Off Beat: It adds up to trouble
Nobody expects officials working in Yuba County's special districts to have MBAs from Harvard, but it's getting a little ridiculous.
A disturbing trend occurred in the county during the golden age of suburban sprawl, and it's only coming to light now.
Earlier this year, this column noted the travails of Reclamation District 784.
During the growth explosion in southern Yuba County, RD 784 had to account for millions of dollars of developer fees.
An audit done by an outside firm said the district had a bit of a problem in 2005-07.
"The district did not maintain accounting records of developer deposits or grant billings," the audit noted.
"The district's administrative employee worked only part time and did not realize the responsibility to maintain accounting records for the developer deposits and grants," the audit continued. "She was under the impression the district's engineering firm kept the accounting records as they approved expenditures."
RD 784 "incurred substantial expense in reconstructing the developer deposit accounts, obtaining evidence to support their accounting records and reconciling several years of development activity," the audit said.
Now it's the turn of the Olivehurst Public Utility District.
As this paper noted last month, OPUD also experienced some accounting miscues.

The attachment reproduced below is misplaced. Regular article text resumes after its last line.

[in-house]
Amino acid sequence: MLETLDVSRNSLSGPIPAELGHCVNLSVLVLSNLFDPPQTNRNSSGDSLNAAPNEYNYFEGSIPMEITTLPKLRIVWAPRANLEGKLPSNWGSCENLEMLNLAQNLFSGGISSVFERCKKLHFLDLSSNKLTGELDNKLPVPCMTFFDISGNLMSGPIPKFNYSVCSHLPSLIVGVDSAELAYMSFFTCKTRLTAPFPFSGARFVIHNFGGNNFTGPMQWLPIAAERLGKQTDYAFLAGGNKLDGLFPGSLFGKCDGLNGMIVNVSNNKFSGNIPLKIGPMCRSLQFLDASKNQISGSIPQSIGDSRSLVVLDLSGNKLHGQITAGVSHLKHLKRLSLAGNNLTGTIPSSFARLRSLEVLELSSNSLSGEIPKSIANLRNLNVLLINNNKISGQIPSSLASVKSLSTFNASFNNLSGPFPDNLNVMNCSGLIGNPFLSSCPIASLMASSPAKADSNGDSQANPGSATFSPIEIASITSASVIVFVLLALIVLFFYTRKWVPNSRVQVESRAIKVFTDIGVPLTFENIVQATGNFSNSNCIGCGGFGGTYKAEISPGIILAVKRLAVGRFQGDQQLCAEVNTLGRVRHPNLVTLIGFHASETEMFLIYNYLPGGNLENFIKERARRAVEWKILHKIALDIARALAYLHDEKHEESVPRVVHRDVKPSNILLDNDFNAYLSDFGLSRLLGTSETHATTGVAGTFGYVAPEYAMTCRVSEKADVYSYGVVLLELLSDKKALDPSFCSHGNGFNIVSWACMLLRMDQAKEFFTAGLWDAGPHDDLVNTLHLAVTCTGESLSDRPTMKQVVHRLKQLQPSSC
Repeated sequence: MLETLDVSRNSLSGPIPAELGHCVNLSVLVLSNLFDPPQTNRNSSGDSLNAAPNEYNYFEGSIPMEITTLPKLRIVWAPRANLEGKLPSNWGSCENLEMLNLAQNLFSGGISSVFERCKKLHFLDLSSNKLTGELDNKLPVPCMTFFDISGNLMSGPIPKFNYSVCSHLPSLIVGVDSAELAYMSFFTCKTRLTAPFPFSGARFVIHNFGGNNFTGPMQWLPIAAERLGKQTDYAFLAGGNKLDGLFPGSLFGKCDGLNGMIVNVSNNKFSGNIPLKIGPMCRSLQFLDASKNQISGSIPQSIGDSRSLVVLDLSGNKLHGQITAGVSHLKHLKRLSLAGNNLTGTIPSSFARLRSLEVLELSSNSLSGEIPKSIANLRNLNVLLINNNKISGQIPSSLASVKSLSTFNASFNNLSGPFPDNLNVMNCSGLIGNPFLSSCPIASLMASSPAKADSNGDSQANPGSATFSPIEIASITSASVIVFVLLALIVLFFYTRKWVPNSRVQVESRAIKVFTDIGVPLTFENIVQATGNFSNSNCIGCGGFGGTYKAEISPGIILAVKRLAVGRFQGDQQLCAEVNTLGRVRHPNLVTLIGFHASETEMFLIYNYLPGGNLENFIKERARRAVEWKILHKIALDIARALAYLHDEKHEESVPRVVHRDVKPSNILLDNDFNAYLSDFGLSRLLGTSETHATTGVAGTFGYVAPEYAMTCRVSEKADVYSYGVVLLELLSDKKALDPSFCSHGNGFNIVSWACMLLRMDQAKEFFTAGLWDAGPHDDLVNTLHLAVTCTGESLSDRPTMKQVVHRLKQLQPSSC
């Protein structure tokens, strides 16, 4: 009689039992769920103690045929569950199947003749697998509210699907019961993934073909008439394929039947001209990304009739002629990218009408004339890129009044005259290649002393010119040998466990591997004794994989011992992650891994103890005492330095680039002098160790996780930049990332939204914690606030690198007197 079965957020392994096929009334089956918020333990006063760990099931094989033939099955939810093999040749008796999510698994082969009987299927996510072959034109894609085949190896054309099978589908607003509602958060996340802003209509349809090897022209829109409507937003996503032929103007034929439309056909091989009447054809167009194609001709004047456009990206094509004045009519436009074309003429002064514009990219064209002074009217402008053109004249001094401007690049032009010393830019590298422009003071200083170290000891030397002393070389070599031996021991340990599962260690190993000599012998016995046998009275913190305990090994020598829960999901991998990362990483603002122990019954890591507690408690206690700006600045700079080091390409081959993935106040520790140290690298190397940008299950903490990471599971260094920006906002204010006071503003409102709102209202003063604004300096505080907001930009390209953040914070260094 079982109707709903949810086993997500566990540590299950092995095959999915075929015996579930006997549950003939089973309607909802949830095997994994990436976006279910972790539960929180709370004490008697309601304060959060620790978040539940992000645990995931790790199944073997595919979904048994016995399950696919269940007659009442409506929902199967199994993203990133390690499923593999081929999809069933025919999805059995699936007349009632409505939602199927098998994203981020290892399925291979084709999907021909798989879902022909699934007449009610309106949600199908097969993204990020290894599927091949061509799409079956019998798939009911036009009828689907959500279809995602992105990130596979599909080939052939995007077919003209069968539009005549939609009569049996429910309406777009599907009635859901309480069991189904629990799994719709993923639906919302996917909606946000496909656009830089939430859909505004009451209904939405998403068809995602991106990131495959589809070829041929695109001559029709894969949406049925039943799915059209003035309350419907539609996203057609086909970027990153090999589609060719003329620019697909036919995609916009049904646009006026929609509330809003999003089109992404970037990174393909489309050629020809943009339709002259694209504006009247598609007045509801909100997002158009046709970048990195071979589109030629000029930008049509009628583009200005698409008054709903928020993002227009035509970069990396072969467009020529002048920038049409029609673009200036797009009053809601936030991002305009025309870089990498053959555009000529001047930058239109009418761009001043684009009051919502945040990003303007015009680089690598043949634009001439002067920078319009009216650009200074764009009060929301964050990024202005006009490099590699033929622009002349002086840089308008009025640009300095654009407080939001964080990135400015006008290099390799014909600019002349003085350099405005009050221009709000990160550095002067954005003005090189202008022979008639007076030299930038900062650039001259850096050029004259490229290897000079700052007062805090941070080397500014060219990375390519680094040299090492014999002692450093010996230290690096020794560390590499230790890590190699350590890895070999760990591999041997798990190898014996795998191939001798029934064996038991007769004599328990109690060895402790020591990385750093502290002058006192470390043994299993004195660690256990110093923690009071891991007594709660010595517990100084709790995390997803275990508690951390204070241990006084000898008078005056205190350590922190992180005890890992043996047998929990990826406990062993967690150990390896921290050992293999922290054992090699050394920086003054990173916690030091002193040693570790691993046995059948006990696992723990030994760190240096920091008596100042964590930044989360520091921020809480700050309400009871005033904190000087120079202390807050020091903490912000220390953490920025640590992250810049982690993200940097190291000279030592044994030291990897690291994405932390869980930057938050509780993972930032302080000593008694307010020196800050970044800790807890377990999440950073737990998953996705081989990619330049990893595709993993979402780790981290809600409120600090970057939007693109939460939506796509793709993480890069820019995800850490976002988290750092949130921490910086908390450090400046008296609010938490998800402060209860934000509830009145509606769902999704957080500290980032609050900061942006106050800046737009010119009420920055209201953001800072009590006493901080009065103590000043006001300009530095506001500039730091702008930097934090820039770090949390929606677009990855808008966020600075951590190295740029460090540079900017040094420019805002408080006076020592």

An audit firm told OPUD directors that the district's 2007-08 books included "many misstatements of your accounts, to the point that we cannot render an opinion that your financial statements are presented fairly.
"It is not just a matter of lack of supporting documentation for the Developer Deposits account. Transactions have occurred throughout the year that have been misclassified, some of which were not detected for a long time, some not until the audit started, and there are most likely many more transactions that have been misclassified," Marcello said.
Most of the problems stemmed from accounts the district set up for developer payments when OPUD began experiencing rapid growth in the last five years as Plumas Lake was built.
Things were so bad that a Sacramento accountant told the district he couldn't make any sense out of its books and it would cost the district too much to hire him.
And so you have to wonder what really was going on as developers urbanized Plumas Lake
You never know
Strange things appear on the Internet. Sometimes they're so strange they deserve a mention here.
The Web site sfist.com noted that an attorney, Richard Gilbert, wants a gay marriage court case to be used as a springboard to get a measure on the ballot to split California in two: Everything north of Los Angeles County would allow gay marriage and would be part of "New California." To the south of L.A., no gay marriage.
The sfist writer then observed, "Clearly Mr. Gilbert has never spent any time in exotic places like Bakersfield, Fresno, and Yuba City, soon to be relegated to gay loving New California."
Don't worry, Yuba City residents. It's unlikely this court case, which has been kicking around since 2004, will get anywhere.
But you never know.